It’s not every day you encounter a hotel that can instantly transport your mind back to the warring days of a seafaring pirate. Recently however we found just such a location, and this gem is due all it’s lauding. The Admiral’s Inn on the island of Antigua is a true historic find, and walking it’s hallowed hallways really does take your mind back to a simpler time of plundering, pillaging, and of course chasing after the occasional wench.
Originally built in 1788 as the Pitch and Tar House for the British fleet’s Caribbean outpost, this classic three-story Georgian brick structure has undergone many changes to get to its present state. Located in the historic Nelson’s Dockyard at English Harbour, on the southeast corner of this quiet island, many remnants of its seagoing past still exist. Its narrow corridors are lined with nautical artifacts, paintings, and photos of a bygone era. The 18″ thick brick and stone walls, the massive wooden beams with their hefty iron tie-backs, and its hearthy yellow pine plank flooring throughout, are faithfully preserved remnants from its prestigious past.
Throw open the windowless shutters, and you can almost see the fair maiden looking longingly for her man to come back from the sea. But I digress…
What began as the Pitch and Tar House, was later relegated to duty as the Engineer’s and Draftsman’s Offices in the 19th century, and was ultimately abandoned altogether in 1899. Restored in 1954, the building later served as a police station, and as a doctor’s office and residence. Further modifications in 1960 saw it’s conversion into a hotel by the Engineer’s House Company Limited. This beautiful old structure has survived the winds of change, and the torrents of more than one passing hurricane in it’s 223 year history.
Situated amidst the beautiful gardens of the Nelson’s Dockyard, the surroundings and large terrace over-looking the water and the yachts lying in anchor, coupled with the building’s historic charm, harken you back to a simpler day. Remnants too of it’s sailing past abound at every corner of this beautiful property.
The entirety of the Admirals’ Inn actually consists of three buildings situated at the entrance to the historic Dockyard. The main building was planned in 1785, the year after Captain Horatio Nelson arrived in English Harbour as Captain of HMS BOREAS, and completed in 1788. The ground floor was used for storage of pitch, turpentine, and lead, and the engineer’s offices of the Dockyard were relegated to the upper floor. Some original pitch marks may still be seen at the foot of the stairs.
Ships sailing to the New World typically contained bricks in the hold as sailing ballast. Since the ship’s return ballast was frequently barrels of rum, I bet that made for a hearty homecoming, the original ballast was ultimately left behind. Thusly, the bricks used in this building’s construction were brought over from England as standard ship’s ballast. Also, as was the custom of the day, every sailing vessel was required to leave a draft, submitted to their Lordships of the Admiralty, for approval of it’s design.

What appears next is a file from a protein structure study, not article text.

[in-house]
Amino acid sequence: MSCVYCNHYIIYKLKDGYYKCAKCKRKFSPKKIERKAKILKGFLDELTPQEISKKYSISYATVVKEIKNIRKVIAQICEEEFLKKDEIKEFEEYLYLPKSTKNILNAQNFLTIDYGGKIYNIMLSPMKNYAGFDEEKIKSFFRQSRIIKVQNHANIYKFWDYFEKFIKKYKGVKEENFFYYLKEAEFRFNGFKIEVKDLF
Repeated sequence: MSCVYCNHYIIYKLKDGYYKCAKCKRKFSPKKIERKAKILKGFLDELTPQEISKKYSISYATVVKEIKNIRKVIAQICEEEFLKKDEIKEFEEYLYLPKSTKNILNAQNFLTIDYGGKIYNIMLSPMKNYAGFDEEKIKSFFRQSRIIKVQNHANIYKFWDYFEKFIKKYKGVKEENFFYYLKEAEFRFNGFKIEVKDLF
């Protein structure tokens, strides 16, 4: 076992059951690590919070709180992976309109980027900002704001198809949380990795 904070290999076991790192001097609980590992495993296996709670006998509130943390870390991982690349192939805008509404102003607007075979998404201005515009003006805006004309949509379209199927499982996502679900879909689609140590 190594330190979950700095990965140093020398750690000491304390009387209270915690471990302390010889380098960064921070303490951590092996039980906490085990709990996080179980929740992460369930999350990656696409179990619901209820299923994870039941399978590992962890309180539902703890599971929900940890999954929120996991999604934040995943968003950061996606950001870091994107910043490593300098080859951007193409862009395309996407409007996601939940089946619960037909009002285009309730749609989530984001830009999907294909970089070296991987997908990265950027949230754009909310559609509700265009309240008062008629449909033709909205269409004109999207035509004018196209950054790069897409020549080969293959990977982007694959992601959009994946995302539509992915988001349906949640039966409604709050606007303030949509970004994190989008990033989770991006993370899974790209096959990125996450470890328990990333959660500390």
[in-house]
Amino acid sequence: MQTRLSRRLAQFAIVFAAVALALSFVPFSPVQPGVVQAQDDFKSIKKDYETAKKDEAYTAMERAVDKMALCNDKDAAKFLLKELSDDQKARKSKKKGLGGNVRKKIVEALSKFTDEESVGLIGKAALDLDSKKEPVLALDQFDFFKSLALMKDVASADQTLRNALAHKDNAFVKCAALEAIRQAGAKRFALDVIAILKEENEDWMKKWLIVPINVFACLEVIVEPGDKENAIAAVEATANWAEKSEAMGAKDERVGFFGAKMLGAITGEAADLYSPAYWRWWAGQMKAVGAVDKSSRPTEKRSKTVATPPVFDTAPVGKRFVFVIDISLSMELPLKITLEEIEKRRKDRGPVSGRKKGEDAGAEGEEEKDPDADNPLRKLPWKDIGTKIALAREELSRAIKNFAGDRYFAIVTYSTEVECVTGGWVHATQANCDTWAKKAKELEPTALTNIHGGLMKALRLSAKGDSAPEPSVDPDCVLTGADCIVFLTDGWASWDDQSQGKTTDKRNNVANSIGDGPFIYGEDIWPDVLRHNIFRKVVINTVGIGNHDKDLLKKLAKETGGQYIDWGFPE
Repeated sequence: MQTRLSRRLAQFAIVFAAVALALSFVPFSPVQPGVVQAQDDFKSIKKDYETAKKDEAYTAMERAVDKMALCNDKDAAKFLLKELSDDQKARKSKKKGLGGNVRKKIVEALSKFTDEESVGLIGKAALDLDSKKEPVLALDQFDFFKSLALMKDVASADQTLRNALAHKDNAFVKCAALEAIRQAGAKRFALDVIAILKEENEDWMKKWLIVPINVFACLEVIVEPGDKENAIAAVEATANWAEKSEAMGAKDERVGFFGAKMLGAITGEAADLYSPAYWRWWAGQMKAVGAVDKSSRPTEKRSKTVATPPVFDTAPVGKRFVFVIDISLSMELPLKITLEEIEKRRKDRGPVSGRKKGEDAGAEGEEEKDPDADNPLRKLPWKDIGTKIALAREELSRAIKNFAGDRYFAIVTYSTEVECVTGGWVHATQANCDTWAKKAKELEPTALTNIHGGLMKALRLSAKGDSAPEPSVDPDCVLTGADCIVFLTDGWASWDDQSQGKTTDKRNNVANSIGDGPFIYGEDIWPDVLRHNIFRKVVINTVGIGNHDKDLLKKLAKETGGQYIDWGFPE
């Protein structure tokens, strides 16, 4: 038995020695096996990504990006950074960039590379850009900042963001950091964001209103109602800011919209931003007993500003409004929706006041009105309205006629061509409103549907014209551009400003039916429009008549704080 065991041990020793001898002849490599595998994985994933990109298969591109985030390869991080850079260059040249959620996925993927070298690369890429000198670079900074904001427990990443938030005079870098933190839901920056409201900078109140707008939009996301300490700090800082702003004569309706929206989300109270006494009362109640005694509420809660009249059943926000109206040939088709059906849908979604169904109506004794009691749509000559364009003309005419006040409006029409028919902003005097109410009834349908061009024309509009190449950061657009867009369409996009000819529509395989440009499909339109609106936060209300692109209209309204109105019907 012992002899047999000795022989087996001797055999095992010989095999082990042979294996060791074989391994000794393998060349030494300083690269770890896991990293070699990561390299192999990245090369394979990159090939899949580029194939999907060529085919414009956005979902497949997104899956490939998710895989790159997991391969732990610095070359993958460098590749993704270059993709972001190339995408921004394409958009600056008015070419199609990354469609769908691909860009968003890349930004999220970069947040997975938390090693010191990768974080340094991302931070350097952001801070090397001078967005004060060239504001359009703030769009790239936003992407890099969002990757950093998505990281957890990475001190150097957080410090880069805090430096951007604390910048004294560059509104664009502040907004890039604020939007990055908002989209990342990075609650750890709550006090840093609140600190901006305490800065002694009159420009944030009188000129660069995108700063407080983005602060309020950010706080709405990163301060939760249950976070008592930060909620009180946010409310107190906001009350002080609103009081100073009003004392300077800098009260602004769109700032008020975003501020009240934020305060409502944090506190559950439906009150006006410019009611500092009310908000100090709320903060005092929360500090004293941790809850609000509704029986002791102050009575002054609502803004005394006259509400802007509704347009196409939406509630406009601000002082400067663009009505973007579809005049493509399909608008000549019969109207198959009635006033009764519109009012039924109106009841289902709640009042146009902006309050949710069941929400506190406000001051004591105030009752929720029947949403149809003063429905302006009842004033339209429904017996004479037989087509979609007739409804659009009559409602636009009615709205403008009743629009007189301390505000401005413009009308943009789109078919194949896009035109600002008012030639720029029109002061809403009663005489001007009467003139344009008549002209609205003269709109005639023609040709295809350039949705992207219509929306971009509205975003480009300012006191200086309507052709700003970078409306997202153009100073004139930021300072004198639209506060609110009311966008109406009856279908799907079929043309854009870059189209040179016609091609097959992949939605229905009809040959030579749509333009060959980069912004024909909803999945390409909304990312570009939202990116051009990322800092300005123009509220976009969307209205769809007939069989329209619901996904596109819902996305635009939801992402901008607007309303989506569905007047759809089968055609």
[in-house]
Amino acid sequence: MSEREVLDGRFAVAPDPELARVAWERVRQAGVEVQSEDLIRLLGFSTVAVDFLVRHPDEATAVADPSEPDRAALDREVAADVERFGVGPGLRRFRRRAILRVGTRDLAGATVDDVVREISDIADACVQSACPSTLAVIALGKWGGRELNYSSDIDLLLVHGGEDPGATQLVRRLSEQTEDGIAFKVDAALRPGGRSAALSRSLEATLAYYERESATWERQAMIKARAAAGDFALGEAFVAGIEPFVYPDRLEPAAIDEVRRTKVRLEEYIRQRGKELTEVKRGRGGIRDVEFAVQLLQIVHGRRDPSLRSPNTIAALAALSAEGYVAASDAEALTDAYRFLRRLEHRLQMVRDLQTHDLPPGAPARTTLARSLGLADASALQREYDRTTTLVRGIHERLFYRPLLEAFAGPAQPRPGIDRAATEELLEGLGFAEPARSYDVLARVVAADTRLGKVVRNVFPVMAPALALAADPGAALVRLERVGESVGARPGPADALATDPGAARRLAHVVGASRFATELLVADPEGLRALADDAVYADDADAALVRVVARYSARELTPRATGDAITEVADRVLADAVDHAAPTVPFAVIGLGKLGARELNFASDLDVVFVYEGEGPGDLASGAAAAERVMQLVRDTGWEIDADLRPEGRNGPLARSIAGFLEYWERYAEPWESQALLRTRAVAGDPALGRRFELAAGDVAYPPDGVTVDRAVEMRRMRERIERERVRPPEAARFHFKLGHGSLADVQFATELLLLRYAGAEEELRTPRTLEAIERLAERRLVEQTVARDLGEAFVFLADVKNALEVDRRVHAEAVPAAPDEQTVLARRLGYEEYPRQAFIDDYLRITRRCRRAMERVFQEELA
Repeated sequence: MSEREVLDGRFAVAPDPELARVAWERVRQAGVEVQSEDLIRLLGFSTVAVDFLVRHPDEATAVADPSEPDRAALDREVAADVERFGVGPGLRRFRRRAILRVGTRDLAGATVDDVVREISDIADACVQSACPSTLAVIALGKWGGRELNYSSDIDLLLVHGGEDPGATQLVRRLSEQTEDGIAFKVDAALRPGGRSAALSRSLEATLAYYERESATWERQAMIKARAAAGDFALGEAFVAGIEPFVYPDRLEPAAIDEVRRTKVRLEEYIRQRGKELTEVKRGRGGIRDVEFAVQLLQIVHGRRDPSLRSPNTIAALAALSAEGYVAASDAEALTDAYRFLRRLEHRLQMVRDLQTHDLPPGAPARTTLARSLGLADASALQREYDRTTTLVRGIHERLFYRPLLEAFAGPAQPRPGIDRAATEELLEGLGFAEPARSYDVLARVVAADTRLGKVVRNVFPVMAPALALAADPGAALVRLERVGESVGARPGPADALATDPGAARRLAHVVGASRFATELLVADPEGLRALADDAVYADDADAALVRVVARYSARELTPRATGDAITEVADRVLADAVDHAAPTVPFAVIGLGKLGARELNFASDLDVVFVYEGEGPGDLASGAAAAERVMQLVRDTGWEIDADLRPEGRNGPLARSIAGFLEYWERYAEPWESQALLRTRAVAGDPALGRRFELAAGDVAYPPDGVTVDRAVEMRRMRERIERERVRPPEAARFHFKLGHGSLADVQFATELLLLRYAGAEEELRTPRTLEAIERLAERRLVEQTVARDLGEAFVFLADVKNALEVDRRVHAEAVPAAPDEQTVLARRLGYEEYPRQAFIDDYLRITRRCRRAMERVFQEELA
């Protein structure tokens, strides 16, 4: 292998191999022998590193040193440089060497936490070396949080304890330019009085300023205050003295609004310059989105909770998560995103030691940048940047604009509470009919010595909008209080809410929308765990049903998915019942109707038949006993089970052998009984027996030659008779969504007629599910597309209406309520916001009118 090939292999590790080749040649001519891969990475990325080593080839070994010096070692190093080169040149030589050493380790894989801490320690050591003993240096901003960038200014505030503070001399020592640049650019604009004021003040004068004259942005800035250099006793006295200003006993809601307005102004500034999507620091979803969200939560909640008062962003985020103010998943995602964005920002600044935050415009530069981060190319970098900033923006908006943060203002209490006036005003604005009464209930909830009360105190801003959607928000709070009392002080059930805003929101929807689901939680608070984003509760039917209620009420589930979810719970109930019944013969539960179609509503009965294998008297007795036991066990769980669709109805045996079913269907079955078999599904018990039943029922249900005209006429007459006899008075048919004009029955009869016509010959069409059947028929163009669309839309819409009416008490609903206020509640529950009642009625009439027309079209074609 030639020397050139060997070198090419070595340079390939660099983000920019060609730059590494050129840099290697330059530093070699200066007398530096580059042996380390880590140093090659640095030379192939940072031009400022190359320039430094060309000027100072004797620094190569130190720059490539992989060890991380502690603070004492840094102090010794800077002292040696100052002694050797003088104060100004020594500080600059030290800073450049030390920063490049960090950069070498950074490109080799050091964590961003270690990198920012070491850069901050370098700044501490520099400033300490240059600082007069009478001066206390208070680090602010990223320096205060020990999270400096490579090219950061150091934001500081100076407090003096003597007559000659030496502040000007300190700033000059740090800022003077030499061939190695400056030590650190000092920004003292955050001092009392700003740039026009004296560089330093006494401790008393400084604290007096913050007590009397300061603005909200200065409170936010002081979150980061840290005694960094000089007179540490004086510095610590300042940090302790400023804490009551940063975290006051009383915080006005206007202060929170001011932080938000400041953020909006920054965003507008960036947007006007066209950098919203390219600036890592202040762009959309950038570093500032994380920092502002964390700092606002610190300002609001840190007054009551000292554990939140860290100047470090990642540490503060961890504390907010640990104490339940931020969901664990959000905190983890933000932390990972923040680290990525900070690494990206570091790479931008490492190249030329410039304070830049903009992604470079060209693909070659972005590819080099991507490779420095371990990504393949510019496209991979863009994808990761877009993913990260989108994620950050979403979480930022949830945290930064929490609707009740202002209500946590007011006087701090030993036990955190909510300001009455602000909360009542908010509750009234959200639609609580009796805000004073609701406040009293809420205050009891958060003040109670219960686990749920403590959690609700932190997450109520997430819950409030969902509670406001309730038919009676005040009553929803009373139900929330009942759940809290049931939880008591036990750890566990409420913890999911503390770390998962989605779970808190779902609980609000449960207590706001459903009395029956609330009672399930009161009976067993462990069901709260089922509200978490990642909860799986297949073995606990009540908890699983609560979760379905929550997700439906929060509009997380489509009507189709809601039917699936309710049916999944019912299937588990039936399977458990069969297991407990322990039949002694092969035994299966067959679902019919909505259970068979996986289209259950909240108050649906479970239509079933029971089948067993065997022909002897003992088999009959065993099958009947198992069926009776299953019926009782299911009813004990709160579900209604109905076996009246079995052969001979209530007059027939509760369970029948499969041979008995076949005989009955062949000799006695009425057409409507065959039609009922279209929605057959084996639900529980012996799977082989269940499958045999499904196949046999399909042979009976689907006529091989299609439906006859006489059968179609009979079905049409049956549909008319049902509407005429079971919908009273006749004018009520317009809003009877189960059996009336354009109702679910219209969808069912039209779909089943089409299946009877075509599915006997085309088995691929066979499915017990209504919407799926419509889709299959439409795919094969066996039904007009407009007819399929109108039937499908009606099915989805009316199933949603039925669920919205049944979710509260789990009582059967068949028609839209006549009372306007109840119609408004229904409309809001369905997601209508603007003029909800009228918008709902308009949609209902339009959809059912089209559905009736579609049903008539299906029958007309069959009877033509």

Behind the bar in the hotel’s Lobby you will see a photographic copy of the original Admiralty draft of Nelson’s vessel, the HMS BOREAS (meaning “the North Wind”), a 142 foot 28-gun frigate built at Hull. The frame surrounding the plan is of lignum vitae, and is an original door frame from one of the entrances to the building.
Sparse, yet adequate furnishings and amenities, complete each of the simple rooms, remaining true to the building’s heritage and proud past. An attentive staff sees to your every need and is quick to assist, advise, or lend a hand. A small kitchen prepares daily breakfast and dinner, which is served open air at the feet of the pillars of the former sail loft. The spacious patio, lined with airy potted plants and small cafe tables, provides a romantic setting for a quiet coffee or a hearty breakfast sure to prepare you for a full day of surf and sand or sailing.
Our recommendation when vacationing on the island of Antigua, is to take a departure from the norm, and opt to pass on the modernized resort areas of the north and western coasts. Instead we suggest a step back in time in the historic Nelson Dockyard. Grab a couple fingers of your favorite spirit, and settle in for a trip through history. Tell Ruth you were sent by Island Art & Treasures, and walk the halls where Captain Nelson walked. Aye Matey!